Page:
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FILE ID:95121501.TDH
(Also increased international cooperation) (660)
By David Pitts
USIA Staff Writer
Washington -- The United States is seeking "universal adherence" by
the nations of the world to "eleven anti-terrorism conventions," says
Mark Kennon, director of the regional affairs office in the State
Department's Office of the Coordinator for Counter-terrorism.
Speaking at a conference on terrorism at George Washington University
December 15, Kennon said the G-7 nations at their recent Ottawa
Ministerial "discussed steps to increase cooperation" against
international terrorism. He said the ministers agreed on steps "to
enhance evidence and intelligence exchanges, as well as law
enforcement cooperation."
"The trend is positive," as indicated by the fact that governments are
much more inclined to extradite those accused of terrorism than was
previously the case, Kennon remarked. "There is increasing agreement
internationally," he said, but the "bad news" is that "some nations
are still holding out in the fight against terrorism." He cited Cuba,
Iraq, Iran, North Korea, Sudan, Libya and Syria.
"International cooperation is essential" to defeat terrorism, Kennon
continued. The United States is assisting other countries in
developing the kind of inter-agency cooperation that is occurring at
the federal level and between the federal and local levels in this
country, he noted.
According to a recently updated publication of the Congressional
Research Service titled, "Terrorism, the Future and U.S. Foreign
Policy," the State Department's anti-terrorism assistance program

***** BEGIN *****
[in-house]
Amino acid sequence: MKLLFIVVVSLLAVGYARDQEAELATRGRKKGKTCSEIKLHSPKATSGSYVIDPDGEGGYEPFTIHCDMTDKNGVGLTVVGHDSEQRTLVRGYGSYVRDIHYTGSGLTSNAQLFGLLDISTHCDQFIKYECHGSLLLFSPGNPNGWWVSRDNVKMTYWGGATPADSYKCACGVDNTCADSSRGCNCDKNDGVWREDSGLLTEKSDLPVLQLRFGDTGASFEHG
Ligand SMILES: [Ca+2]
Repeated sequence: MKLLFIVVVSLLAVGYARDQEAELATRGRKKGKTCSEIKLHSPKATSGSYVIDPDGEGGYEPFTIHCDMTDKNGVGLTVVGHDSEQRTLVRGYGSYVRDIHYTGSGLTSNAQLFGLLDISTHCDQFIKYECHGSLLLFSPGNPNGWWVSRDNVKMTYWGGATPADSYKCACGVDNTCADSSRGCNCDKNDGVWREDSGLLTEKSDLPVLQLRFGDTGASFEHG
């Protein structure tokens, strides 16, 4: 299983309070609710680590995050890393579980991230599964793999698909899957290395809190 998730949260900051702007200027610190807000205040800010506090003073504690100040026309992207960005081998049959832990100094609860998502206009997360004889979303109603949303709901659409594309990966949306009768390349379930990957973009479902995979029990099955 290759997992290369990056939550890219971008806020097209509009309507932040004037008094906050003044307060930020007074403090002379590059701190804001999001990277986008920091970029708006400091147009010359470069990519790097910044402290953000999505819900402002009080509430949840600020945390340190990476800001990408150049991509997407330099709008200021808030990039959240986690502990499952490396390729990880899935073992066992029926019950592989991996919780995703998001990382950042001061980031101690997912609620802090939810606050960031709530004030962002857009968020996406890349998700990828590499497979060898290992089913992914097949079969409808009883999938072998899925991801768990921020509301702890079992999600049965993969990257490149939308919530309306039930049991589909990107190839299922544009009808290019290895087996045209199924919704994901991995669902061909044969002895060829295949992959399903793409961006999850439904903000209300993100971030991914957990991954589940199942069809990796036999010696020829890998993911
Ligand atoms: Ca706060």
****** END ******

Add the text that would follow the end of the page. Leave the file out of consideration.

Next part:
provides training and equipment to 83 countries. Training is provided
in such skills as crisis management, VIP protection, airport security,
and bomb deactivation and detection.
"One significant change over the last decade is that terrorism" is
increasingly seen as a law enforcement problem, Kennon said. "We have
depoliticized the argument" by successfully combating the view of some
that terrorists are freedom fighters if their cause finds favor, he
Asked about so-called narco-terrorism, Kennon said the United States
"does not see that as a trend. The scale of drug smuggling from
terrorist groups is relatively minor," although the drug problem
caused by drug cartels as distinct from terrorist groups persists.
Kevin Giblin, chief of the terrorism and research and analytical
center at the FBI, said that although the number of terrorist attacks
overall "is down, they are becoming more deadly," and there is an
increasing danger of non-conventional weapons being used. As far as
the United States is concerned, "from 1982 to 1992 there were no
incidents of international terrorism. Now that has changed," he added.
He cited a list of incidents in 1995, most notably the Oklahoma
bombing, which allegedly was orchestrated by domestic terrorists.
"It is very important to concentrate on prevention, and not just
reaction capability," Giblin remarked. He indicated a number of steps
the FBI is taking to increase preparation:
-- improving the ability to warn potential targets through acquiring
better intelligence more quickly. "Minimum response time is being
increased since intelligence is perishable."
-- providing greater protection for "key assets" such as electrical
and power systems, bridges and other infrastructure, and
-- hiring 50 analysts for the Domestic Counter Terrorism Center
"mandated by President Clinton." FBI agents also are being assigned to
the center.
Giblin pointed out that the FBI also is assisting in the investigation
of terrorist incidents outside the United States, even when American
citizens are not among the victims. For example, he said, at the
request of the government of Pakistan the FBI assisted with the
investigation of a terrorist incident in Islamabad which involved the
targeting of Egyptian citizens.
William Rosenau, an aide to Senator Arlen Specter (R-Pennsylvania),
said that a congressional subcommittee on terrorism is studying the
capability of different levels of government to deal with a terrorist
attack that might involve "weapons of mass destruction." State and
local governments all have disaster plans, but it is necessary to
examine whether those plans take account of the new threats to
security, he added.

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